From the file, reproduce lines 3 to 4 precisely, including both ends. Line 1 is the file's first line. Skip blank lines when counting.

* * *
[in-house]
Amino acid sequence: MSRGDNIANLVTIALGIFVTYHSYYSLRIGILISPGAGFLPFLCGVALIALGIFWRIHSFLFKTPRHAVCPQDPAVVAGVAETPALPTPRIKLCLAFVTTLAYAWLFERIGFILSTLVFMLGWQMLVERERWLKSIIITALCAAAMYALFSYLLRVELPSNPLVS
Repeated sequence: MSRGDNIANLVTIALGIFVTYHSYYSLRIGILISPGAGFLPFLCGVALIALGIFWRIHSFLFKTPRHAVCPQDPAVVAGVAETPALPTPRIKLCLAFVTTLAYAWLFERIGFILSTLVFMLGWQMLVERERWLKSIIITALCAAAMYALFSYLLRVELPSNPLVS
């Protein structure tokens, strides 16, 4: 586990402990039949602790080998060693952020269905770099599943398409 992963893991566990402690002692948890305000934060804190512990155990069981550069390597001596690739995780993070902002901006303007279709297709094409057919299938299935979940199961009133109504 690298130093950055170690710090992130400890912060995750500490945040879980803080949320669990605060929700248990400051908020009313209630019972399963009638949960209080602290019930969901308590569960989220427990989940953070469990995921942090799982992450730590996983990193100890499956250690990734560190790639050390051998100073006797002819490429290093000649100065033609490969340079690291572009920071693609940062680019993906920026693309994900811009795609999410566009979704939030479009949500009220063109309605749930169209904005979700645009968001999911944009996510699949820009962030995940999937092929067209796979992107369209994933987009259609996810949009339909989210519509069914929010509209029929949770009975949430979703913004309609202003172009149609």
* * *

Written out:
Repeated sequence: MSRGDNIANLVTIALGIFVTYHSYYSLRIGILISPGAGFLPFLCGVALIALGIFWRIHSFLFKTPRHAVCPQDPAVVAGVAETPALPTPRIKLCLAFVTTLAYAWLFERIGFILSTLVFMLGWQMLVERERWLKSIIITALCAAAMYALFSYLLRVELPSNPLVS
């Protein structure tokens, strides 16, 4: 586990402990039949602790080998060693952020269905770099599943398409 992963893991566990402690002692948890305000934060804190512990155990069981550069390597001596690739995780993070902002901006303007279709297709094409057919299938299935979940199961009133109504 690298130093950055170690710090992130400890912060995750500490945040879980803080949320669990605060929700248990400051908020009313209630019972399963009638949960209080602290019930969901308590569960989220427990989940953070469990995921942090799982992450730590996983990193100890499956250690990734560190790639050390051998100073006797002819490429290093000649100065033609490969340079690291572009920071693609940062680019993906920026693309994900811009795609999410566009979704939030479009949500009220063109309605749930169209904005979700645009968001999911944009996510699949820009962030995940999937092929067209796979992107369209994933987009259609996810949009339909989210519509069914929010509209029929949770009975949430979703913004309609202003172009149609």